But, thankfully, Django Unchained weathered the storm of controversy.  It earned $168 million at the box office, the most for any Tarantino film; it was almost universally praised by film critics; and it won two Oscars, including Best Screenplay for Mr. Tarantino.  The film’s controversy died out fast, thanks partially from the support of the film’s African-American stars Jamie Foxx (Django) and Samuel L. Jackson (Stephen), and mainly because most of the audiences got what the movie was about.  It’s a love letter, not just to the Spaghetti Westerns that Taratino grew up with, but also to the blaxploitation films of the ’70’s that addressed issues of race, but with a clear mocking style that subverted the norms of the period.  There were many blaxploitation Westerns too that Tarantino had to have been inspired by, like The Legend of Nigger Charly (1972) and Boss Nigger (1975).  And yes, those movies were released with those titles.  There’s a trailer below if you don’t believe me.  Personally, I’m happy that Taratino won out in the end.  There’s no word yet on whether Spike Lee has seen the movie by now.  Hopefully he will someday.  I certainly loved it and I hope it will be considered a classic in the years to come.
Well, this was my first official blog post.  Sorry I took on such a harsh subject the first time around, but it’s what’s been on my mind this past week.  Next week I plan to give all my readers something more upbeat to look at, as I give thoughts on the upcoming movies of the Summer of 2013.  Until next week, it’s time for me to Ramble off.
“MY NAME IS DJANGO.  THAT’S D-J-A-N-G-O.  THE “D” IS SILENT.” – Django (Jamie Foxx)

Welcome to CineRamble.com, or How I Learned to Stop Worrying and Love the Movie Blog

Hello Everyone.  My name is James Humphreys.  I am the author and creator of this humble blog.  It may look amateurish now, but this is my first foray into internet literature, so I hope to get better as time goes along.  In any case, this will the first post that I’ll ever write on this site, so I better make it count.  (Sits alone at the computer)…………(time passes)………. Is it time for work already?  Shoot.  That was a waste of time.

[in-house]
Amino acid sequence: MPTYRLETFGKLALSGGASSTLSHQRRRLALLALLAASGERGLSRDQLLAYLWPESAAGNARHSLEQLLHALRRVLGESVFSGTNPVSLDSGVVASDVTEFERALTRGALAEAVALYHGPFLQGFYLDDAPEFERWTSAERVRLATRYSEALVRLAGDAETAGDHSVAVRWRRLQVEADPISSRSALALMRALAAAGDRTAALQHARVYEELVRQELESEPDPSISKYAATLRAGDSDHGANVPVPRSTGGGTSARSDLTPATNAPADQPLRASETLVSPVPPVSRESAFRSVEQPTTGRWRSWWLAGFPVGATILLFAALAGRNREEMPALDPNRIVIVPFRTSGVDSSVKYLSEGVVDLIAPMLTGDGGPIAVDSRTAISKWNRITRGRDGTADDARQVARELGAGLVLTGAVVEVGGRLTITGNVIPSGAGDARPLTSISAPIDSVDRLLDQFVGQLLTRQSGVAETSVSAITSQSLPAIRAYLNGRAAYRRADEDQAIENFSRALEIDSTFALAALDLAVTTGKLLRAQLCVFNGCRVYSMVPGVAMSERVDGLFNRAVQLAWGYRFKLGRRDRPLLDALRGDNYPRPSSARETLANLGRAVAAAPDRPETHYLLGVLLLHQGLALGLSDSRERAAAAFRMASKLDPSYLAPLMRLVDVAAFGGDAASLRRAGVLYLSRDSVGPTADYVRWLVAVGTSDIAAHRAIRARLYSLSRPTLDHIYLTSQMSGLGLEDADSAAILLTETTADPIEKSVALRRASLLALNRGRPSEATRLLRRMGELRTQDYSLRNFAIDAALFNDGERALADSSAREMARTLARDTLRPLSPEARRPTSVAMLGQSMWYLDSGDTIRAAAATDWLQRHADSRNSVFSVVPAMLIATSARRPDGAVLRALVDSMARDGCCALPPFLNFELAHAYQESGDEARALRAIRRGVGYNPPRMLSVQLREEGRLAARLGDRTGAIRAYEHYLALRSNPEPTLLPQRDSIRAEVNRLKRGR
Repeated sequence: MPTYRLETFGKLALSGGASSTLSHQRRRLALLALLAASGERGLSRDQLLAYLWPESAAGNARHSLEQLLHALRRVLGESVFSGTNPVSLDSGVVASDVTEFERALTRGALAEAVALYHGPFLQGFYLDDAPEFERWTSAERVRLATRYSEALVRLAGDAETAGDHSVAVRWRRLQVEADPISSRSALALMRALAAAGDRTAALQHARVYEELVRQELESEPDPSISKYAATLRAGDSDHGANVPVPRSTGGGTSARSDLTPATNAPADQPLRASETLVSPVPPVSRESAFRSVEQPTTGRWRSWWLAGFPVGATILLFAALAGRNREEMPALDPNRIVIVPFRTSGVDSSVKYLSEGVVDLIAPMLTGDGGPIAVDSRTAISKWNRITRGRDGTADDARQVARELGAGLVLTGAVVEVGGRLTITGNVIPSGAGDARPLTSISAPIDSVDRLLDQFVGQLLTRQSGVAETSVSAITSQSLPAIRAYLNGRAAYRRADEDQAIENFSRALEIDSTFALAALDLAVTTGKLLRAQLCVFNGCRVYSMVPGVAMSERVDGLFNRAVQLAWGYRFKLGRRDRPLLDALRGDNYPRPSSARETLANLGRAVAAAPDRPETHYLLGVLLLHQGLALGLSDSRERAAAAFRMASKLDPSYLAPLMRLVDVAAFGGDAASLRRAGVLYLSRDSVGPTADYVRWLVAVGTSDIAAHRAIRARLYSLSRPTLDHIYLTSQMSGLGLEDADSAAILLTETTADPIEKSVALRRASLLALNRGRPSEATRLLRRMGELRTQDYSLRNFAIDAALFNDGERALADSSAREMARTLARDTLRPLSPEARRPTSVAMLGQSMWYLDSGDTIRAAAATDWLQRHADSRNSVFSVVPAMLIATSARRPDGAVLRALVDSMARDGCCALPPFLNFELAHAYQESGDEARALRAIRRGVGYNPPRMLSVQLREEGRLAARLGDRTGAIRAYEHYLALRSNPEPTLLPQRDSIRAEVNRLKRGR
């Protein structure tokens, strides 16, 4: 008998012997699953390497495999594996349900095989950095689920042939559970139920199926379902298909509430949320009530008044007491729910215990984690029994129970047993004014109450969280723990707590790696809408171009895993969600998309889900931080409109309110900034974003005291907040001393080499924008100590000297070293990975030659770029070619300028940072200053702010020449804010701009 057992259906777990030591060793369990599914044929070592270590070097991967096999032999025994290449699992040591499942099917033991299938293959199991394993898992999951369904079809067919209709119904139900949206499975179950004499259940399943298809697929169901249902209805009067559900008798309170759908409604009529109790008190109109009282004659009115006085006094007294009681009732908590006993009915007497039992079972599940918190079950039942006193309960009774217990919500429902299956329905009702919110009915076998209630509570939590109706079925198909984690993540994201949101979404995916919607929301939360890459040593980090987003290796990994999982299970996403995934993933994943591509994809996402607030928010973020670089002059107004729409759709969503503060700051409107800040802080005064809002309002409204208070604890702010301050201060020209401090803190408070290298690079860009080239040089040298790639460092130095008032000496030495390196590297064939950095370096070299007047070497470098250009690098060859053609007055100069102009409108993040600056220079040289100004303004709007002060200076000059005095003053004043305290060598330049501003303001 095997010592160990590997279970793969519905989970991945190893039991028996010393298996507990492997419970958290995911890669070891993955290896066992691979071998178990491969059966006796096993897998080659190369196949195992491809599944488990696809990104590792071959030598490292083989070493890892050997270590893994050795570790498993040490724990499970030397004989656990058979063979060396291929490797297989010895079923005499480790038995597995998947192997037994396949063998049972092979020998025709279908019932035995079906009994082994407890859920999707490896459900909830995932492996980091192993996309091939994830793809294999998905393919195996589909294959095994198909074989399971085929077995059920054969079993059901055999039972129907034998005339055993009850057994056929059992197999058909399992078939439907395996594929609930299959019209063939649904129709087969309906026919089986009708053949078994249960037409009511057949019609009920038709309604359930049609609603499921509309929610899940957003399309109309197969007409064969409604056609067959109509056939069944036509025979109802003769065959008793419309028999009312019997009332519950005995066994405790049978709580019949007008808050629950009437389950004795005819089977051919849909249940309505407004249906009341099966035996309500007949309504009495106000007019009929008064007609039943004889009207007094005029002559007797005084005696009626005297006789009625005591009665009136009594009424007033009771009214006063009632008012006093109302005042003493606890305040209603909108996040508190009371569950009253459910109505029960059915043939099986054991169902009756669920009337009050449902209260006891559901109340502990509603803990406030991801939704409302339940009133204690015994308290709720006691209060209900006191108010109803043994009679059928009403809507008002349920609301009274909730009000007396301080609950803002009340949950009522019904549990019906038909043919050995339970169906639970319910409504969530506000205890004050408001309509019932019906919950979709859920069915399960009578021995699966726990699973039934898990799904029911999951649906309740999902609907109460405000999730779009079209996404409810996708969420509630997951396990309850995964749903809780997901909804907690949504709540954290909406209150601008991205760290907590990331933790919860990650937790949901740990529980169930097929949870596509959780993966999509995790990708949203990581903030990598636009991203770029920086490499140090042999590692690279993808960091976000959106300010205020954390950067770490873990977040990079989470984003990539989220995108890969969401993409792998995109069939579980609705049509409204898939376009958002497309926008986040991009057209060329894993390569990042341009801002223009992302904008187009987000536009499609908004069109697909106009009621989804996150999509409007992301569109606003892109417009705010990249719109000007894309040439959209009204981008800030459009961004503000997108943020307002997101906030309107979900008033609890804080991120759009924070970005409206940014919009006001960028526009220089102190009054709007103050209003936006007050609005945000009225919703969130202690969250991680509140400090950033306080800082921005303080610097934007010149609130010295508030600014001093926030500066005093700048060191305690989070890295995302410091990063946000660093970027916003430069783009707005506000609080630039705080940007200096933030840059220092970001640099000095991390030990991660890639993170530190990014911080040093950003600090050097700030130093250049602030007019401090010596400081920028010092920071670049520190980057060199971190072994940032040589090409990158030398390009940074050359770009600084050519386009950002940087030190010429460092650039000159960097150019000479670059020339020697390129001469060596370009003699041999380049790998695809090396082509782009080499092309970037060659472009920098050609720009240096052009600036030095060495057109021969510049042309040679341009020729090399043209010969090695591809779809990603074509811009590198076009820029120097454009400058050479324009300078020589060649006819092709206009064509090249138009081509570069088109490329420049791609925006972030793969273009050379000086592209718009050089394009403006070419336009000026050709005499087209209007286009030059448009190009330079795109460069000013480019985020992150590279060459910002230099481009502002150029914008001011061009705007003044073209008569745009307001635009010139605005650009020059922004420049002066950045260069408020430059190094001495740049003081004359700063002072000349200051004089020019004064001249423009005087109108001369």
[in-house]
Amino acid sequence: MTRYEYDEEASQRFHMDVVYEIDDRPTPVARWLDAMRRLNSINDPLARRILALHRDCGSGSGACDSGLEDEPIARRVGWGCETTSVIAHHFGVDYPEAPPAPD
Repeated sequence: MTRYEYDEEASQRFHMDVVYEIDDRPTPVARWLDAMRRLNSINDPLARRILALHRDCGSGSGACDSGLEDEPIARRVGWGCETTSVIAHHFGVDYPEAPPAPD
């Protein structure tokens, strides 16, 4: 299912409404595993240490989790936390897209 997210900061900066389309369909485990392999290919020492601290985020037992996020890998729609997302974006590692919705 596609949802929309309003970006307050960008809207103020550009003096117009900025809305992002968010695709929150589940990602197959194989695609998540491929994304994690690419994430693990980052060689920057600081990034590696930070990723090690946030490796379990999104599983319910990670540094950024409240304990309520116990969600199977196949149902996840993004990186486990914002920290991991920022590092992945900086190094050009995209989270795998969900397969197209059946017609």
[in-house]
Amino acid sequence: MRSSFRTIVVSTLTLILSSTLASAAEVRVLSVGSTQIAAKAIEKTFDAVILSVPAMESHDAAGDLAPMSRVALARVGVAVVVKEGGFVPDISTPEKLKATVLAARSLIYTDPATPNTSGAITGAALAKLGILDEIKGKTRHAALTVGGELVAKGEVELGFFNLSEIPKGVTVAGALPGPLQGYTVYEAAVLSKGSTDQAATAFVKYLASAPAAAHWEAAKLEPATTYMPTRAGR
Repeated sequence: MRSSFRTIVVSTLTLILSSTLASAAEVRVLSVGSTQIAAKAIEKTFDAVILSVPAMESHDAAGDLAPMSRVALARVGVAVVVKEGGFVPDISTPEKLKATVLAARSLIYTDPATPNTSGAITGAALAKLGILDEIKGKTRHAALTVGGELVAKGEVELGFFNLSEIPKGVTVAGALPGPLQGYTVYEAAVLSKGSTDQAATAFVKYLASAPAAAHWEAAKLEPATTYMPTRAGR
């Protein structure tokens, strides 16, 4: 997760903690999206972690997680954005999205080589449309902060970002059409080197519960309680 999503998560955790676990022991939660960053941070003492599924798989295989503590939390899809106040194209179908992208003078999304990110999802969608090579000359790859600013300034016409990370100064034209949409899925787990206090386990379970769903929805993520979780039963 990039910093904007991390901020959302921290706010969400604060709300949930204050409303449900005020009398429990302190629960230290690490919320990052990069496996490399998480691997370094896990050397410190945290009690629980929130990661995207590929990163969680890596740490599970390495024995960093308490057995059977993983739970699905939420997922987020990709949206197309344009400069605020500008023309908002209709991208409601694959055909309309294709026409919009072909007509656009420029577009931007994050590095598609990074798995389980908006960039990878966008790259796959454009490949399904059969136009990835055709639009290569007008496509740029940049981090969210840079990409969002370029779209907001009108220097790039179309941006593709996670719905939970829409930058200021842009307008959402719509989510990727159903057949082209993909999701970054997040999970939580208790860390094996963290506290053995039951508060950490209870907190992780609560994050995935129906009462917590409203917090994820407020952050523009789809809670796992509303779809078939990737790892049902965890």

Okay, seriously, I do have a plan for what I’m going to write here at CineRamble.com.  In case it’s not obvious already from the title and picture I put up, this will be a blog about movies.  I’m very opinionated when it comes to films and filmmaking, and I enjoy sharing my thoughts with anyone; friends, family, and sometimes just the person I’m sitting next to in the movie theater.  Yeah I’m that guy.  I always try to stay informed and keep up with all the current trends in the media, as hard as that sometimes can be, and I always try to keep an open-mind and look for new and exciting things that are developing in Hollywood.  Until now, I’ve had a lot of things to say, but no place to say it, hence my decision to start a blog.
My mission on this site is to present my views on a variety of subjects within the movie realm, through an entertaining and often informative personal perspective.  My posts will mostly be opinion pieces, where I will share my own two cents on what’s currently happening.  But, I also plan on writing movie reviews for this site, both for current releases and movies already out on video.  I will also write reports about my experiences in the film world itself.  I live in Los Angeles, just over the hill from Hollywood itself, so there are plenty of potential things for me to report on, such as special screenings, premieres, or exhibitions at the local museums.  I also plan on doing top ten lists and retrospectives for this site; whatever I think would be worth writing about, I will bring it here.
In any case, I’m not looking for agreement on everything I say on this blog; in fact, if you disagree with me on something, I welcome it.  I’m always looking to inspire discussions about movies everywhere I go and I hope that this website is able to do the same.  If I can inspire a passionate rebuke that is able to change my perspective on things, it will be incredibly worthwhile.  My hope is that I can bring people’s attention to movies and ideas that have sometimes fallen through the cracks, and help shed new light on them.  I welcome feedback, because frankly, I’ll need it if I am ever going to get the hang of this.
So, having said all this, I’m going to formally welcome everyone to CineRamble.com and I look forward to actually getting this thing off the ground.  Expect my first official post in the next week, or so.  Hopefully it expands from here into something special.  So, it’s time to take that first step down this rabbit hole and see where it goes. “LOOK, MEIN VIEWERS, I CAN WALK.”